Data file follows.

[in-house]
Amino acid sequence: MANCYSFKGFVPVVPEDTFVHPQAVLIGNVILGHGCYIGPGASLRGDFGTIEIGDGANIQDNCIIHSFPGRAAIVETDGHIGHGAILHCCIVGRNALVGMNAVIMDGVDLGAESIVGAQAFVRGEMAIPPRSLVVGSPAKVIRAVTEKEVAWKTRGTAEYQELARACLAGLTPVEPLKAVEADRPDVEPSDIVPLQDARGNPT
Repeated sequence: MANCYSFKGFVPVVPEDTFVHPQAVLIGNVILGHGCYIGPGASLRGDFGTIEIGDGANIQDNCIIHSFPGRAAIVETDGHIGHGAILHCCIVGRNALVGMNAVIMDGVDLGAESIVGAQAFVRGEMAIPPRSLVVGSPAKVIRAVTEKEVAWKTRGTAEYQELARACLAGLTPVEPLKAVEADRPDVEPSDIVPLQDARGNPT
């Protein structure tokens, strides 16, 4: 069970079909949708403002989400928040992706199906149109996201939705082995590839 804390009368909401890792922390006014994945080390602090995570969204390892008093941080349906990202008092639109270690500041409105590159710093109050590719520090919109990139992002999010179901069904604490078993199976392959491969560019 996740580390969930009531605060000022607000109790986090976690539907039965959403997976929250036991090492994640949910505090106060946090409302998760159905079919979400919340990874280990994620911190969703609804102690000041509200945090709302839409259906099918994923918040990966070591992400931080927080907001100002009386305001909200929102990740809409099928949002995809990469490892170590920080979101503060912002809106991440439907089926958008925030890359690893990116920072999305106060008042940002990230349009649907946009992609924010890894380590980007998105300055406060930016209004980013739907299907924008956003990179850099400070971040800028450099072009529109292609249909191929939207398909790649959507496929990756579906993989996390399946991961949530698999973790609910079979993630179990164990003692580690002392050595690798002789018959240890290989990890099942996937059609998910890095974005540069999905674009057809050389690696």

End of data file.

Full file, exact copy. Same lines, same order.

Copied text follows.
[in-house]
Amino acid sequence: MANCYSFKGFVPVVPEDTFVHPQAVLIGNVILGHGCYIGPGASLRGDFGTIEIGDGANIQDNCIIHSFPGRAAIVETDGHIGHGAILHCCIVGRNALVGMNAVIMDGVDLGAESIVGAQAFVRGEMAIPPRSLVVGSPAKVIRAVTEKEVAWKTRGTAEYQELARACLAGLTPVEPLKAVEADRPDVEPSDIVPLQDARGNPT
Repeated sequence: MANCYSFKGFVPVVPEDTFVHPQAVLIGNVILGHGCYIGPGASLRGDFGTIEIGDGANIQDNCIIHSFPGRAAIVETDGHIGHGAILHCCIVGRNALVGMNAVIMDGVDLGAESIVGAQAFVRGEMAIPPRSLVVGSPAKVIRAVTEKEVAWKTRGTAEYQELARACLAGLTPVEPLKAVEADRPDVEPSDIVPLQDARGNPT
């Protein structure tokens, strides 16, 4: 069970079909949708403002989400928040992706199906149109996201939705082995590839 804390009368909401890792922390006014994945080390602090995570969204390892008093941080349906990202008092639109270690500041409105590159710093109050590719520090919109990139992002999010179901069904604490078993199976392959491969560019 996740580390969930009531605060000022607000109790986090976690539907039965959403997976929250036991090492994640949910505090106060946090409302998760159905079919979400919340990874280990994620911190969703609804102690000041509200945090709302839409259906099918994923918040990966070591992400931080927080907001100002009386305001909200929102990740809409099928949002995809990469490892170590920080979101503060912002809106991440439907089926958008925030890359690893990116920072999305106060008042940002990230349009649907946009992609924010890894380590980007998105300055406060930016209004980013739907299907924008956003990179850099400070971040800028450099072009529109292609249909191929939207398909790649959507496929990756579906993989996390399946991961949530698999973790609910079979993630179990164990003692580690002392050595690798002789018959240890290989990890099942996937059609998910890095974005540069999905674009057809050389690696």